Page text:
Local man collects trash to help clean up parks, ditches

CENTRE WELLINGTON – A local resident has recently made it his goal to clean up trash around Centre Wellington.

Tyler Bowley, 31, lives on Wellington Road 16 between Fergus and Arthur and he began his mission by picking up garbage in the ditch in front of his rural property.

“The amount of garbage that I got out of just the one kilometre in front of the farm, it kind of blew me away,” he said.

“I did it last year and then I did it this spring too and I started to realize, ‘Okay, if it’s like this here, I’ve got to keep going.’”

Bowley began by working up and down Wellington Road 16 and eventually moved to Centre Wellington parks and other ditches. In any given day he’ll fill the back of his pickup truck by simply picking up trash for four or five hours.

“I started to research a little bit more, I started to do it for my neighbours, the farmers,” he said.

“Because if they get an aluminum can inside their feed, you can kill a cow or a pig just no problem.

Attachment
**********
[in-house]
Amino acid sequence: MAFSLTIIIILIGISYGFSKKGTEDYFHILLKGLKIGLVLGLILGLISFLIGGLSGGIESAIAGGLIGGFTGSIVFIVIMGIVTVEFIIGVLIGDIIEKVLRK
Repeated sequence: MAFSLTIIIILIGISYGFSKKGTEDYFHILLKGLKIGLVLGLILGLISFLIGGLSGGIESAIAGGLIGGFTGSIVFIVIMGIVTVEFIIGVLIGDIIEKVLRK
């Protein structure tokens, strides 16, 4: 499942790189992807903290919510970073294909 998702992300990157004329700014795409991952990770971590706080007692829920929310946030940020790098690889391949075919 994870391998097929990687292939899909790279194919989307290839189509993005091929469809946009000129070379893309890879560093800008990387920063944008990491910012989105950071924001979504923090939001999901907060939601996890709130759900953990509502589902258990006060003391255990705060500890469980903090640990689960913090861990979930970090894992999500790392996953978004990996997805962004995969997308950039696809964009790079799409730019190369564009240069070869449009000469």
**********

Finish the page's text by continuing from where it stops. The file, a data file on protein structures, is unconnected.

“Then that’s money out of their pocket that they’ve got to deal with because of somebody being lazy.”

What started as a hobby turned into a habit and then an obsession.

“I can’t drive past it anymore,” he said. “To see the amount.

“If I can pull that out imagine what’s out there.”

And with COVID-19 delaying his plan to begin a small handyman business, Bowley had time this year.

Cleaning up the community also helps with social anxiety, he said, because he can be out in the world but not need to be in crowds.

Once the trash is collected Bowley brings it back to his rural property for sorting. The liquor empties go to a neighbour who is on Ontario Disability and uses the deposit collection for things like gas and insurance. The plastic goes to a company in Fergus, the cardboard is burned in Bowley’s backyard and the rest goes to the Wellington County dump.

“It’s not necessarily like people dumping, it’s just people not caring,” Bowley said.

“They just don’t really care. They’ll stop at Tim Hortons in Fergus and by the time they get out to my place they’re done their coffee and they don’t want to keep it in their car.”

He said it’s easier to just keep the trash and throw it out properly at home.

“I call it convenience culture,” he said.

“When you can go and you can order this, this and this and it all comes in containers that are easy to throw out, easy to get rid of, out of sight out of mind. It’s that type of mentality that I’d like to see stopped.

“I’d rather see it collect in your car and then you’d throw it out at the end of the day.”

Bowley said he’ll continue to clean up the community until it begins to snow.